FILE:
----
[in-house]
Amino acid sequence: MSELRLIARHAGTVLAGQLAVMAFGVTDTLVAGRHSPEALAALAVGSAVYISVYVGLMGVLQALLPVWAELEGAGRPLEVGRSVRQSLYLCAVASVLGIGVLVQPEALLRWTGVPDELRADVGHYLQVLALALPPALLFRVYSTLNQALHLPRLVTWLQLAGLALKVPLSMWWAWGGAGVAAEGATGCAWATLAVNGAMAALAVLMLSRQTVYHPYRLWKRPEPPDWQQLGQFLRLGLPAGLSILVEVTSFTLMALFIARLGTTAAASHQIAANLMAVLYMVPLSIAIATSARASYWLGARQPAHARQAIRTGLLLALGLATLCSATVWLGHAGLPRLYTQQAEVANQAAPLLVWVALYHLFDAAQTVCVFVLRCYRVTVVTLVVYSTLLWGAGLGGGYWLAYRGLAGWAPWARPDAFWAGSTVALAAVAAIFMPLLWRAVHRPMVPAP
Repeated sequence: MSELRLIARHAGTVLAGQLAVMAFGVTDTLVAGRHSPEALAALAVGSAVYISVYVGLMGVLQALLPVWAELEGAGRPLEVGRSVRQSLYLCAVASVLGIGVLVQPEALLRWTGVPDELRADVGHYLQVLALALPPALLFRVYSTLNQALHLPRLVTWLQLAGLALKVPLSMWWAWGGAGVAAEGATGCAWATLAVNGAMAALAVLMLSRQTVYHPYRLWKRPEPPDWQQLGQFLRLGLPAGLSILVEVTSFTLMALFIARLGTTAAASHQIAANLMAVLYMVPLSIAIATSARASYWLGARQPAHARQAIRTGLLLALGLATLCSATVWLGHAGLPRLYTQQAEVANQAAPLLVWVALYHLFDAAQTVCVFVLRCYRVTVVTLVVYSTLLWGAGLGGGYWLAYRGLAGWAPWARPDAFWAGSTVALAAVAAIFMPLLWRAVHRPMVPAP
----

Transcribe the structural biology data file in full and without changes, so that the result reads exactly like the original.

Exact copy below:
[in-house]
Amino acid sequence: MSELRLIARHAGTVLAGQLAVMAFGVTDTLVAGRHSPEALAALAVGSAVYISVYVGLMGVLQALLPVWAELEGAGRPLEVGRSVRQSLYLCAVASVLGIGVLVQPEALLRWTGVPDELRADVGHYLQVLALALPPALLFRVYSTLNQALHLPRLVTWLQLAGLALKVPLSMWWAWGGAGVAAEGATGCAWATLAVNGAMAALAVLMLSRQTVYHPYRLWKRPEPPDWQQLGQFLRLGLPAGLSILVEVTSFTLMALFIARLGTTAAASHQIAANLMAVLYMVPLSIAIATSARASYWLGARQPAHARQAIRTGLLLALGLATLCSATVWLGHAGLPRLYTQQAEVANQAAPLLVWVALYHLFDAAQTVCVFVLRCYRVTVVTLVVYSTLLWGAGLGGGYWLAYRGLAGWAPWARPDAFWAGSTVALAAVAAIFMPLLWRAVHRPMVPAP
Repeated sequence: MSELRLIARHAGTVLAGQLAVMAFGVTDTLVAGRHSPEALAALAVGSAVYISVYVGLMGVLQALLPVWAELEGAGRPLEVGRSVRQSLYLCAVASVLGIGVLVQPEALLRWTGVPDELRADVGHYLQVLALALPPALLFRVYSTLNQALHLPRLVTWLQLAGLALKVPLSMWWAWGGAGVAAEGATGCAWATLAVNGAMAALAVLMLSRQTVYHPYRLWKRPEPPDWQQLGQFLRLGLPAGLSILVEVTSFTLMALFIARLGTTAAASHQIAANLMAVLYMVPLSIAIATSARASYWLGARQPAHARQAIRTGLLLALGLATLCSATVWLGHAGLPRLYTQQAEVANQAAPLLVWVALYHLFDAAQTVCVFVLRCYRVTVVTLVVYSTLLWGAGLGGGYWLAYRGLAGWAPWARPDAFWAGSTVALAAVAAIFMPLLWRAVHRPMVPAP